There’s definitely no word on pricing yet as this Frontier is just a concept. However, that’s not going to stop us from speculating. The 2014 Nissan Frontier Desert Runner in Crew Cab configuration on which this concept is based has a starting price of $26,200. Figure in the average cost of opting for the oil burner, and you’re looking at an addition $5,000 to $6,000 cost. [Note: Opting for the diesel in most HD trucks costs upwards of $7,000, so we figure prices would drop for the smaller, less powerful I-4 diesel in the mid-size category]
There’s really no midsized competitors sporting diesel engines these days. The only other truck with a diesel powerplant is the upcoming Colorado/Canyon . Even then, the diesel version won’t make it to market until the truck’s second year in production.
GM’s 2.8-liter Duramax I-4 turbodiesel’s outputs have yet to be announced, but the euro-spec version currently puts out 200 horsepower and 368 pound-feet of torque - quite similar to what Cummins has in the Frontier.
Gallery Chevrolet Colorado
Gallery GMC Canyon
Sure, it is a full-size pickup, Ram will begin offering a V-6 turbodiesel in their full-sized 1500 truck beginning this year. That truck just received an EPA rating of 28 mpg combined - an impressive number for a full-size truck weighing much more than the smaller Frontier.
Gallery Ram 1500 EcoDiesel - Driven
Bringing diesels to the midsize truck market is a win-win for everybody. More power and torque help haul loads more effectively while simultaneous getting better fuel mileage. The two down sides to going diesel have traditionally been buy-in costs and higher operating expenses. Although regular oil changes might cost more, diesels tend to last longer in between rebuilds than their gasoline counterparts. It’s the old conundrum of ’pick your poison.’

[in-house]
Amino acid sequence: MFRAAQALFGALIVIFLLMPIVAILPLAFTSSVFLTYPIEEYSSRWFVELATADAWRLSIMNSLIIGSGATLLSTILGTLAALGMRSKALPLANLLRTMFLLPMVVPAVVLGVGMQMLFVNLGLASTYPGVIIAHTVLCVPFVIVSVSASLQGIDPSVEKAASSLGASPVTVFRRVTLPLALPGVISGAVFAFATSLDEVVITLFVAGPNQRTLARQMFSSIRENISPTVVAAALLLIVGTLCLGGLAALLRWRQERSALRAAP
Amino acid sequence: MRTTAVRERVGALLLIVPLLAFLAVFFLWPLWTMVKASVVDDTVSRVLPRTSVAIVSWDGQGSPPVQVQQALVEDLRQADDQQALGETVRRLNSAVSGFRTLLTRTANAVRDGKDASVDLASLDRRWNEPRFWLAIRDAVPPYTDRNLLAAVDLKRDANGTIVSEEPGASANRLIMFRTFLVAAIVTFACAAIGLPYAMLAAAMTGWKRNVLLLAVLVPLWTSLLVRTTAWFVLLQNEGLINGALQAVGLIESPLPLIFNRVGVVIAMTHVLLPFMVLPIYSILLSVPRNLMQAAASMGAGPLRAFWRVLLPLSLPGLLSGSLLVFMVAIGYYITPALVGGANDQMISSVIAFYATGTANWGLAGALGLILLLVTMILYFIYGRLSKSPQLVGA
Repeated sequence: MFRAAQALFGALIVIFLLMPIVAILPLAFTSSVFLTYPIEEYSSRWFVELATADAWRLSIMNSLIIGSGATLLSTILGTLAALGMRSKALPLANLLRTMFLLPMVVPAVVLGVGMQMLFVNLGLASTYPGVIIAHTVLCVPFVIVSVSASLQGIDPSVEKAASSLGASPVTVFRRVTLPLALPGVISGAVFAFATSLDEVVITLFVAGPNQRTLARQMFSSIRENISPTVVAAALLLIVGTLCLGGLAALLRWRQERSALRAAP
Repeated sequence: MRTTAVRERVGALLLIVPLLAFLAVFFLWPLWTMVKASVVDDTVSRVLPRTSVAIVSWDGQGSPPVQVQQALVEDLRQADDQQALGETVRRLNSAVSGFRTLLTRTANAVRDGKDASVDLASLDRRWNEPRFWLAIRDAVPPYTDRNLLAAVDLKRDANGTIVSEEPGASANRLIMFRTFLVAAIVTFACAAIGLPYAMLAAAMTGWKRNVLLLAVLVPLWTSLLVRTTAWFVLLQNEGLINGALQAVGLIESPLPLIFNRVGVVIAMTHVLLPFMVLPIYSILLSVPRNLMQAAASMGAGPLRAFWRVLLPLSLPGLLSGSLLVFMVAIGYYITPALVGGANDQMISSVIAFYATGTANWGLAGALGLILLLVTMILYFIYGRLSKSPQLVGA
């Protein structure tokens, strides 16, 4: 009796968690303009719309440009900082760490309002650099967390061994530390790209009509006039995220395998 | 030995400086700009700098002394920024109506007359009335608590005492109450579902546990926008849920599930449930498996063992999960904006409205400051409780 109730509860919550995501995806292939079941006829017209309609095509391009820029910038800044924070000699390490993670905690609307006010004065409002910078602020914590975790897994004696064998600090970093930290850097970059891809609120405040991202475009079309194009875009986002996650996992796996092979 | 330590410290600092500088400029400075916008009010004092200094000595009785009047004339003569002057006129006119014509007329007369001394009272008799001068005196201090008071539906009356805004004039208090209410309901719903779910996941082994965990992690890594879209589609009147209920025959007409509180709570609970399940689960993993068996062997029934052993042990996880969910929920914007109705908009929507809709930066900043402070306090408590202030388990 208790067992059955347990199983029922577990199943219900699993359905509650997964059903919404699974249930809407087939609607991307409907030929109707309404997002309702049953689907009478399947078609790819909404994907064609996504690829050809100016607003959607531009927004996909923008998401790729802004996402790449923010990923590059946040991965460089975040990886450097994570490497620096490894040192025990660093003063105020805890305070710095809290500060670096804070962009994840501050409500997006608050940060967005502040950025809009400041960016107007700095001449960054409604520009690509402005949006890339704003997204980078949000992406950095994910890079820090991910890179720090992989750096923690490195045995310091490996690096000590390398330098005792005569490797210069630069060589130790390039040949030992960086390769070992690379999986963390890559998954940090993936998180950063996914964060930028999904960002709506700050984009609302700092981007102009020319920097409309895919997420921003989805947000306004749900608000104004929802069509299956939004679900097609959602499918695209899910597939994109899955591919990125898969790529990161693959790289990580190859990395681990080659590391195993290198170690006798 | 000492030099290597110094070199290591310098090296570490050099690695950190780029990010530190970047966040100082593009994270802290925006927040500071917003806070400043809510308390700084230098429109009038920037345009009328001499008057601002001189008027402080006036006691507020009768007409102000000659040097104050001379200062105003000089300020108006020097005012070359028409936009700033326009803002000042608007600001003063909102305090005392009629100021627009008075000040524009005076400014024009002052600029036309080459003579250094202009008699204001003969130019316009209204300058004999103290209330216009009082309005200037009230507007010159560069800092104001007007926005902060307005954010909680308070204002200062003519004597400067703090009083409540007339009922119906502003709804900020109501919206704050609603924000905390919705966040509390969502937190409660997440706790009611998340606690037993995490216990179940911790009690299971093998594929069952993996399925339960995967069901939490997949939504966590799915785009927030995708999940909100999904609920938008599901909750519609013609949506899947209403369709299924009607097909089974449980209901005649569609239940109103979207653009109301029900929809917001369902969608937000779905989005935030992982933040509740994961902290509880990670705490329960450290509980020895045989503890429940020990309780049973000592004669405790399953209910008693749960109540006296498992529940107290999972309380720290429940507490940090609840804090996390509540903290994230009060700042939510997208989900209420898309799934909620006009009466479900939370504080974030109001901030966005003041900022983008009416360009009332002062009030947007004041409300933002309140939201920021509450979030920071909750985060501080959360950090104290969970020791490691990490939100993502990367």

- 30-percent increase in fuel efficiency
- Loads of low-end torque
- The Cummins nameplate is undeniably cool
- Higher buy-in price
- Higher operating expenses
- We’ll have to wait a few years before this actually happens
Nissan is renewing its commitment to the mid-size pickup segment, long a part of its sales success in the United States, with the creation of the Frontier Diesel Runner Powered by Cummins™. This project truck, based on a Frontier Desert Runner 4x2 model, serves to both gauge the market reaction to a Nissan mid-size pickup with a diesel engine and plot a potential future direction for the Frontier.
The Frontier Diesel Runner Powered by Cummins arrives a mere six months after the announcement of a partnership with Cummins Inc. to provide a 5.0-liter turbo diesel V8 in the next-generation Titan full-size pickup, which will arrive in calendar-year 2015.
"Frontier continues to be a huge success story for us, with more than 60,000 units sold in 2013," said Fred Diaz, senior vice president, Sales & Marketing, Parts & Service, U.S.A, Nissan North America, Inc. (NNA). "Nissan has always valued the mid-size pickup segment, and with this technical study project, we are looking to explore what is possible for the next-generation Frontier. We are always looking for ways to engage our customers, innovate and take the segment in an evolutionary direction."
At the heart of the Frontier Diesel Runner Powered by Cummins is a 2.8-liter 4-cylinder diesel engine designed to meet or exceed future emissions standards. As adapted for use in this truck, the engine produces nearly 200 horsepower and more than 350 lb-ft. of torque, while increasing fuel economy 35 percent over a V6-powered two-wheel drive 2014 Frontier.